TO MAKE CLEAR GELLY OF BRAN Take two pound of the broadest open Bran of the best Wheat, and put it to infuse in a Gallon of Water, during two or three days, that the water may soak into the pure flower, that sticks to the bran. Then boil it three or four walms, and presently take it from the fire, and strain it through some fine strainer. A milky substance will come out, which let stand to settle about half a day. Pour off the clear water, that swimmeth over the starch or flomery, that is in the bottom (which is very good for Pap, &c.) and boil it up to a gelly, as you do Harts-horn gelly or the like, and season it to your taste. TO BAKE VENISON Boil the bones (well broken) and remaining flesh of the Venison, from whence the meat of the Pasty is cut, in the Liquor, wherein Capons and Veal, or Mutton have been boiled, so to make very strong broth of them. The bones must be broken, that you may have the Marrow of them in the Liquor; and they must stew a long time (covering the pot close:) that you may make the broth as strong as you can; and if you put some gravy of Mutton or Veal to it, it will be the better.I like 'Pour off the clear water, that swimmeth over the starch or flomery'. Also, the assumption that I'm always whipping up a batch of Harts-horn gelly when I've a few minutes to spare.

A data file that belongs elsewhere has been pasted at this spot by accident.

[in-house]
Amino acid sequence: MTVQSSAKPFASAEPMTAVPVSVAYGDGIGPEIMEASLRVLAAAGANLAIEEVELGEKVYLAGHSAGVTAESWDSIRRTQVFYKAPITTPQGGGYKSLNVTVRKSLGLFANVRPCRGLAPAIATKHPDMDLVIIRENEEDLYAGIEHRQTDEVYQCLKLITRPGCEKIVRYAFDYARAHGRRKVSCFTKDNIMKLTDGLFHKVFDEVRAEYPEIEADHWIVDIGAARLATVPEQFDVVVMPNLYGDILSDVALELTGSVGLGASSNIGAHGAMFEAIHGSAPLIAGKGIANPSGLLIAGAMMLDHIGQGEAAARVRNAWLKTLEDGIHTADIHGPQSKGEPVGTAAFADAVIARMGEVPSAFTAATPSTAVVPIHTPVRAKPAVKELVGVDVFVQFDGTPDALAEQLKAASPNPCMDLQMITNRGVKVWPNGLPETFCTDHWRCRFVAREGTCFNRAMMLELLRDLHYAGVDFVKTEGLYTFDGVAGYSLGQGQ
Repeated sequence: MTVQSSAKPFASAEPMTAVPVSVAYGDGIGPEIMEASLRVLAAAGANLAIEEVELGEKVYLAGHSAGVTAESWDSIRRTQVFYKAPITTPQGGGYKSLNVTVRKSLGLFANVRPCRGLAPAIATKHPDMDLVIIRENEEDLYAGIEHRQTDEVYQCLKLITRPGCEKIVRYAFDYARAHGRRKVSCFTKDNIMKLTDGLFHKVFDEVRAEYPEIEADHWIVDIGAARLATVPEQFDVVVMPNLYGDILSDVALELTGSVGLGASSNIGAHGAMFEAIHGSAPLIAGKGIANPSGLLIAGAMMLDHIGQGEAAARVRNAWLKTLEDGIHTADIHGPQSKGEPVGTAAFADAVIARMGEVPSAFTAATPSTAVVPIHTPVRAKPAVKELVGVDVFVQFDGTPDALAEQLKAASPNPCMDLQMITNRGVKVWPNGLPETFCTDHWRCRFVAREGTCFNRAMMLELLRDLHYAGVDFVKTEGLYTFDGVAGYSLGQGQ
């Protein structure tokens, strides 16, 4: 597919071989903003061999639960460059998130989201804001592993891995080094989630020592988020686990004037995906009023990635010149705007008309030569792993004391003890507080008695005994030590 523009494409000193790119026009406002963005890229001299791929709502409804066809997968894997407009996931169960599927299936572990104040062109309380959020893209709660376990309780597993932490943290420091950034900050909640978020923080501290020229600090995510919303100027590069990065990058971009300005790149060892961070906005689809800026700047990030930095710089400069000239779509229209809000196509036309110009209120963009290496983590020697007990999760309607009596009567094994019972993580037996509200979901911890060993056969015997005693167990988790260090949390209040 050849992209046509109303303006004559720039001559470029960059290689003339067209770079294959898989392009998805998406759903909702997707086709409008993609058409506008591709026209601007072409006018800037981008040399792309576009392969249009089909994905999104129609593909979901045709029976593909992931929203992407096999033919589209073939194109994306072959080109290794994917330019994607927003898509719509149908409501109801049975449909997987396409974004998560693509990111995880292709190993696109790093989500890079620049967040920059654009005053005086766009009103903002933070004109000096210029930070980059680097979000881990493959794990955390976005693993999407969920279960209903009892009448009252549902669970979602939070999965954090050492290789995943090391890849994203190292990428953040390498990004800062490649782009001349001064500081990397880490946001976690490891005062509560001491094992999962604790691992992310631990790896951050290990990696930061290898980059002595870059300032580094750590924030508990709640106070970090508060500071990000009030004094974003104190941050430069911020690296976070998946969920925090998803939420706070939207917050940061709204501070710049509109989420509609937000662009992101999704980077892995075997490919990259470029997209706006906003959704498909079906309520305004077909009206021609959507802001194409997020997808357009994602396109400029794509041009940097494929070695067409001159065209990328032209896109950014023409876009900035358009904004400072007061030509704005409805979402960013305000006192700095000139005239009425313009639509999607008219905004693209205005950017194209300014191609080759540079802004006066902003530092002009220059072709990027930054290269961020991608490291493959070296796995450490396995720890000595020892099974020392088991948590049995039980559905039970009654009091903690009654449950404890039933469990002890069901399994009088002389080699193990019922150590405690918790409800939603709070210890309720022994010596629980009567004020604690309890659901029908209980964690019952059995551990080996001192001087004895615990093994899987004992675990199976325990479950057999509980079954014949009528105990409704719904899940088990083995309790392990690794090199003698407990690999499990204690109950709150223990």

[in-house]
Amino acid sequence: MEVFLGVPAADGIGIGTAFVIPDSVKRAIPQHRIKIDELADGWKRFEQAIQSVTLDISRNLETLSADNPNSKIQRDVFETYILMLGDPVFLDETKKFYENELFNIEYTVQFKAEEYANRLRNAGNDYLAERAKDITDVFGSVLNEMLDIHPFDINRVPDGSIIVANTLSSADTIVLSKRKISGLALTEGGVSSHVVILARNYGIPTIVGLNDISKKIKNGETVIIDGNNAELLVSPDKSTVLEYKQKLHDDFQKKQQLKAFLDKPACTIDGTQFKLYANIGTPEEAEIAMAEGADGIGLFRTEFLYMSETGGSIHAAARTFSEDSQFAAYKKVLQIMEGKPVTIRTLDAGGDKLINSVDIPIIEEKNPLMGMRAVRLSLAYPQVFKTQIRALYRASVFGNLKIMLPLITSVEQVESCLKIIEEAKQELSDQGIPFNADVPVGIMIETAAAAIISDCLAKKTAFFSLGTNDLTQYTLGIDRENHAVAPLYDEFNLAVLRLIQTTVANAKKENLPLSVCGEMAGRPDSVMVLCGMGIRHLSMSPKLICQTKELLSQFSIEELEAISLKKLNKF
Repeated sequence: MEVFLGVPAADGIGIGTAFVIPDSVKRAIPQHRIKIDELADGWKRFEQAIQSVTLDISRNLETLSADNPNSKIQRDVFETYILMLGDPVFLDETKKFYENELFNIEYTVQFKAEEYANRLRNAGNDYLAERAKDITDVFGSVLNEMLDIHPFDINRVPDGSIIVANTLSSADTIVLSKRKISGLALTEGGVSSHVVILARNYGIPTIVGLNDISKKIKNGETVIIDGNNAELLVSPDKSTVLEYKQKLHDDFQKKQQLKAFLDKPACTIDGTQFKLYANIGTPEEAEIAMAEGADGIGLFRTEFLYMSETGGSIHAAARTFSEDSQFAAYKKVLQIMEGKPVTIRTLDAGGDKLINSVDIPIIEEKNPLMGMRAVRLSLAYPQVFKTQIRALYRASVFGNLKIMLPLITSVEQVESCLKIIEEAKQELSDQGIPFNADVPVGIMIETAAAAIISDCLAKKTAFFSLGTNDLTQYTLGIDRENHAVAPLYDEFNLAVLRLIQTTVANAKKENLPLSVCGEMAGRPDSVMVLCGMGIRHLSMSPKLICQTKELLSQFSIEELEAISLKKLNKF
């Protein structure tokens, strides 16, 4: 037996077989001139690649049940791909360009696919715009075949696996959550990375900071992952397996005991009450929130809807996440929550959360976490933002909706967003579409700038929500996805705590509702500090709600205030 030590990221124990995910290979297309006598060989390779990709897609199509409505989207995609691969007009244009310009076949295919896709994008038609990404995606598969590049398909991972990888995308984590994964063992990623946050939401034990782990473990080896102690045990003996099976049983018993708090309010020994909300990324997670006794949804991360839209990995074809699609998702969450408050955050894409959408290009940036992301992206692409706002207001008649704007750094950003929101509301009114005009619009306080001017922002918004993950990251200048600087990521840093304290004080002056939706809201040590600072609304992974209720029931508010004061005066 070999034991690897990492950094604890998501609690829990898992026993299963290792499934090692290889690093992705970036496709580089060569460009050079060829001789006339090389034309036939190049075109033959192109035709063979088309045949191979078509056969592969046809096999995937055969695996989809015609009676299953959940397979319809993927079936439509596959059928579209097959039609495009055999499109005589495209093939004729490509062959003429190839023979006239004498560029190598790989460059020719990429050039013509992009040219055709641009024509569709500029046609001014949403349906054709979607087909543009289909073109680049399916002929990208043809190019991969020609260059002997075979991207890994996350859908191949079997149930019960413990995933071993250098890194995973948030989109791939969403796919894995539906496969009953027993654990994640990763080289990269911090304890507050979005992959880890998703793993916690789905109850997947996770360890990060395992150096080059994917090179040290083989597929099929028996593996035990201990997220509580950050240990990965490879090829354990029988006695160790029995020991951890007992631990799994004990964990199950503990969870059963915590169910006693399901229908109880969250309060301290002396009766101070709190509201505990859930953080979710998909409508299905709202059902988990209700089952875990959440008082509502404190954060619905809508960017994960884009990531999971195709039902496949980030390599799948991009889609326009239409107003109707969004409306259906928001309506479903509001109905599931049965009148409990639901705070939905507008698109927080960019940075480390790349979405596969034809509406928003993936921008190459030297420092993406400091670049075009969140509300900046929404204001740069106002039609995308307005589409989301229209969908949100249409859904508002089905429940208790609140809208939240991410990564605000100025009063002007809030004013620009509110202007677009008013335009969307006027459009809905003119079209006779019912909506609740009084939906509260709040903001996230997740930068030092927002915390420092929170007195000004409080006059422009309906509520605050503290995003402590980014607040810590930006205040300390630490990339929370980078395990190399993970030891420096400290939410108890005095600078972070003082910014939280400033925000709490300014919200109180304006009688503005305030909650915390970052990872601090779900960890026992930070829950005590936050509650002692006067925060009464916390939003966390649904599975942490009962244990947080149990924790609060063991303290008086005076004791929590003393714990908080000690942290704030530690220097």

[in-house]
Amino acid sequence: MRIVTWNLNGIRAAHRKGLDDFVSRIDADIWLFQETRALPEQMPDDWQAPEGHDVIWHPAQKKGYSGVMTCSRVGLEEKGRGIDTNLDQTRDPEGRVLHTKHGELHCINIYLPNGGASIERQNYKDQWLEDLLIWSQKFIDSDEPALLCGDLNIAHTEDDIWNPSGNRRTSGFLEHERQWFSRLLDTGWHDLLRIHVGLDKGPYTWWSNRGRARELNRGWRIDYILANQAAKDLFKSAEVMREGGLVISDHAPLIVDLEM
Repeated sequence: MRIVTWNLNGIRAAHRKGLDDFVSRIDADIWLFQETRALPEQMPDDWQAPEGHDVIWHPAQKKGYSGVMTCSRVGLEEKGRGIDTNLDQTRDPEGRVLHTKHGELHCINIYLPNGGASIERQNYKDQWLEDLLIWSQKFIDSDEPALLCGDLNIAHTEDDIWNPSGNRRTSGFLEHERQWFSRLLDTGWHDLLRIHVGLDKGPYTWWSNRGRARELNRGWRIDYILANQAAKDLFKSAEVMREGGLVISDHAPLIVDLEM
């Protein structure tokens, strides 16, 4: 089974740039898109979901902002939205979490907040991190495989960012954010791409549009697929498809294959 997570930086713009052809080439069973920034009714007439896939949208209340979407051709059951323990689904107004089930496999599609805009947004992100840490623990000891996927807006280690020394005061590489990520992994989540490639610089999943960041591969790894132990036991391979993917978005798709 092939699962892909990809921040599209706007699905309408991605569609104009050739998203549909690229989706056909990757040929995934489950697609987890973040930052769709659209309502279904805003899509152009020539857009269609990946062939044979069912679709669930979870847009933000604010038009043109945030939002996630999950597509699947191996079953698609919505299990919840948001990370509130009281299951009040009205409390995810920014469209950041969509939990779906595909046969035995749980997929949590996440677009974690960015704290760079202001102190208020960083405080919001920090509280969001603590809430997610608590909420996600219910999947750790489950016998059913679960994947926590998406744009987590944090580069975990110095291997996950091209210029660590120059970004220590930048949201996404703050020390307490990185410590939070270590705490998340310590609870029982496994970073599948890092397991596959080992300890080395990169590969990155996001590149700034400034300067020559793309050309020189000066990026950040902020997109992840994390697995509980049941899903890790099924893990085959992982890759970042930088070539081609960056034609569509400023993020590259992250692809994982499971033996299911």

And then I wondered, what are 'walms'? And Practically Edible, the Web's Biggest Food Encyclopedia tells me that it's a 'surge upwards of boiling water'. 'Cooking instructions might also tell you to bring the water to a boil till 'it boil high with great walms in the middle of the Kettle'.
Well, I never.